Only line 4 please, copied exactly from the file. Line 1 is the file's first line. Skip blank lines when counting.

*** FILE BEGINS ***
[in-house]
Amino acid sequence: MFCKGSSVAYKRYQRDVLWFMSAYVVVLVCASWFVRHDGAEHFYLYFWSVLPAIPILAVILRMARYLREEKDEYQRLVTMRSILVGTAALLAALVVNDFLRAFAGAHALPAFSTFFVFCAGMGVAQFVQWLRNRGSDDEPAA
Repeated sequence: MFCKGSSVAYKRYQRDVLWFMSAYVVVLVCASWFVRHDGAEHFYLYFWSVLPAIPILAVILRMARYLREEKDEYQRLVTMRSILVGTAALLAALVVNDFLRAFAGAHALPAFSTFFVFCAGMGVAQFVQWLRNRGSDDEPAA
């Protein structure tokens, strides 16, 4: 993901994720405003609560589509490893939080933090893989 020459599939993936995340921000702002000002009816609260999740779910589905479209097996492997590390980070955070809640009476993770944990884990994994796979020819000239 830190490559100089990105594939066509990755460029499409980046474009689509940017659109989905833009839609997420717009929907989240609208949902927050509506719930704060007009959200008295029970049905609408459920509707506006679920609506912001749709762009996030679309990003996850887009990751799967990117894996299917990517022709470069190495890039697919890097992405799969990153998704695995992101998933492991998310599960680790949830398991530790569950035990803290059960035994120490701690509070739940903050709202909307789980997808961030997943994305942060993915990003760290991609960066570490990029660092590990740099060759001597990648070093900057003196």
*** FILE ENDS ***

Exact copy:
């Protein structure tokens, strides 16, 4: 993901994720405003609560589509490893939080933090893989 020459599939993936995340921000702002000002009816609260999740779910589905479209097996492997590390980070955070809640009476993770944990884990994994796979020819000239 830190490559100089990105594939066509990755460029499409980046474009689509940017659109989905833009839609997420717009929907989240609208949902927050509506719930704060007009959200008295029970049905609408459920509707506006679920609506912001749709762009996030679309990003996850887009990751799967990117894996299917990517022709470069190495890039697919890097992405799969990153998704695995992101998933492991998310599960680790949830398991530790569950035990803290059960035994120490701690509070739940903050709202909307789980997808961030997943994305942060993915990003760290991609960066570490990029660092590990740099060759001597990648070093900057003196």